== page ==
2004/03/27

The creative frenzy of art in the Middle Age.

An excellent article about what seems to be an excellent exhibition of Middle-Age artistic creations. In one word, it's about a creative explosion in all fields. "So many works in such a short time: the concentration is amazing. All the disciplines are at it. In these works, it is the history of painting which starts. To follow it a little more, it is necessary to go to the exhibition of "Primitive French". Its goal is not exhaustiveness but the commemoration and research. Commemoration because an exhibition of the same name at the Louvre in 1904 was a decisive event: the recognition of a long time scorned period and its revelation with the visitors - among whom Matisse and Derain".

In one of the works, "the bed is scarlet, in a room with tended walls of ultramarine blue and gold. The window with the background is of a perfect geometry. The beams of the ceiling are red and green. What does this invoque? The red Workshop of Matisse. And what does one think in front of the drawings of the metal point on the boxwood shelf of a notebook, is it not Dürer? However these drawings allotted to Jacquemart de Hesdin date from the years 1380".

The article is in french but Google or other search engines can give you an internet translation of sufficiently good quality for you to get what it is all about.

La frenesie creative de l'art au Moyen Age

2004/03/05

Cosmic life imitates art!

Central to my views about the present day evolution of the visual artist's creations is space. It makes absolutely no doubt to me that looking to oneself, to oneselve's world from afar is bound to change our view of the world. Speed of movement, of transportation on earth has been since the 19th century the central shaker of our visual perceptions. Let us forget for a moment the visual art absurdities of the 20th century and try to reconnect with the evolution of painters' visions. We now can envision the radical revolution that space will unleash on us all in terms of our vision of the world. It's not only the brutal acceleration of speed that tortures our vision. From afar we somehow reach a state of plenitude where speed is abolished and discover the mirror in which we are looking at ourselves on earth... This experience has been described by some astronauts in terms of a religious experience. But the recourse to religion is a one way street, a no drive through street where one lands in ideological land.
I firmly believe that visual artists did not go as far as the road of space. We all have been overtaken by the photographic images of and from space. And space in an outwards direction, the cosmos as macrocosm, is but one of the dimensions. What about space in an inwards direction, the microcosm. Both directions somehow converge in the sense that they force us out of our traditional visual certitudes.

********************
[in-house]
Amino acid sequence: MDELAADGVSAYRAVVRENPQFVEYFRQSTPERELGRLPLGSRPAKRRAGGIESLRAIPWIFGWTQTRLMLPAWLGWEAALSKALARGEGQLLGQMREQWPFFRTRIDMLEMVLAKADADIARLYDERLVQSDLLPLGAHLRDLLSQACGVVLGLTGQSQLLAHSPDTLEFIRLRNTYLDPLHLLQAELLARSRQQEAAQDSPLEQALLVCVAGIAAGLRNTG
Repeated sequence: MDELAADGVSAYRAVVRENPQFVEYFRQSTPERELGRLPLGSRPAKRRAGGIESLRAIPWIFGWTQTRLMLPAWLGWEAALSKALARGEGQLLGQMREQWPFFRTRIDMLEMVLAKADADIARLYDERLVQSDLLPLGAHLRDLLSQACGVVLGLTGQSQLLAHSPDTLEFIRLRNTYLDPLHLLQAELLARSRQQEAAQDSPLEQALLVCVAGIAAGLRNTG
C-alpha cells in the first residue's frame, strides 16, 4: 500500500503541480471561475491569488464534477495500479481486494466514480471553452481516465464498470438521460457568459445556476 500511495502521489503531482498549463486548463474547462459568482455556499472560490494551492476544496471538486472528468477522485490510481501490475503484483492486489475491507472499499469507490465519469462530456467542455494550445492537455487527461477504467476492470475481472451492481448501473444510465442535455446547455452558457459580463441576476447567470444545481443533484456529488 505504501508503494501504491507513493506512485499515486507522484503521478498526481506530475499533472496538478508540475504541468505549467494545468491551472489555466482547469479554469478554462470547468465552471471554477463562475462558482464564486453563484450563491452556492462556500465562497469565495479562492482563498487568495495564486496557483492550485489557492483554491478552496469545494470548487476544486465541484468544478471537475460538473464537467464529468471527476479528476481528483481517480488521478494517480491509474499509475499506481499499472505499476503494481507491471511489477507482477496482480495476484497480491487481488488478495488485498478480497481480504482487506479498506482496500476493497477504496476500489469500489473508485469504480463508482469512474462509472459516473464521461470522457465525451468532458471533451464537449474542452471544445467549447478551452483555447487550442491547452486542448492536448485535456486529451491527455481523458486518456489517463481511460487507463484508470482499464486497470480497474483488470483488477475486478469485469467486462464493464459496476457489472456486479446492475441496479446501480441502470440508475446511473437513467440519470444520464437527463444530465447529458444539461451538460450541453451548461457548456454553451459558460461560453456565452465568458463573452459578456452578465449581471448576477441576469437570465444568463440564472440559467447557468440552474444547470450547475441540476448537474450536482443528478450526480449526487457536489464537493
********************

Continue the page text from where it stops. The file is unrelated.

The philosophical implications are absolutely staggering and, to put it in soft words, I'm amazed at how our societies have only been mildly shaken as of today. Often I have this odd feeling that scientists' photographs make better art than most visual artists' creations.

"Cosmic life imitates art "

Here are some more links, have a good time with those artists who are been called scientists:

"Dee Breger"

"Ken Musgrave"

"Loes Modderman"

"Tina Carvalho"

"Olympus America Inc., and The Florida State University"


2004/03/02

Collectors and art history

A must read. Where should art productions be today if it were not for the "small circle of dealers, scholars and collectors who become interested in unfashionable or unfamiliar art".

" What have dealers ever done for art history?"

2004/03/01

What is art ?

I started this blog one year ago approximately with the ambition to write about art and design. I was , and I must say I remain, very unsatisfied with today's blabla about art in magazines and papers.
My idea is that art (fine art) is a societal answer to the questions and needs of the individuals for sense. Viewed in such a perspective, the artist is someone who is perpetually in searching mode for sense. By sense I mean the philosophical interpretation of reality or to put it otherwise the lightning of the elements that give sense to reality at a given point in time. Our perceptions evolved, very fast those last decades, and thus our questions today are indeed very different from what they were at other times in history.

The following 2 articles by Michelle Marder Kamhi are somehow focusing on the same approach that I personally try to develop. Her conclusions nevertheless are pole apart from mine but that is not of such a huge importance. Another layout is a chance to reflect...
So good reading.

"Debating The Visual Culture "

"Where's the Art in Today's Art Education?"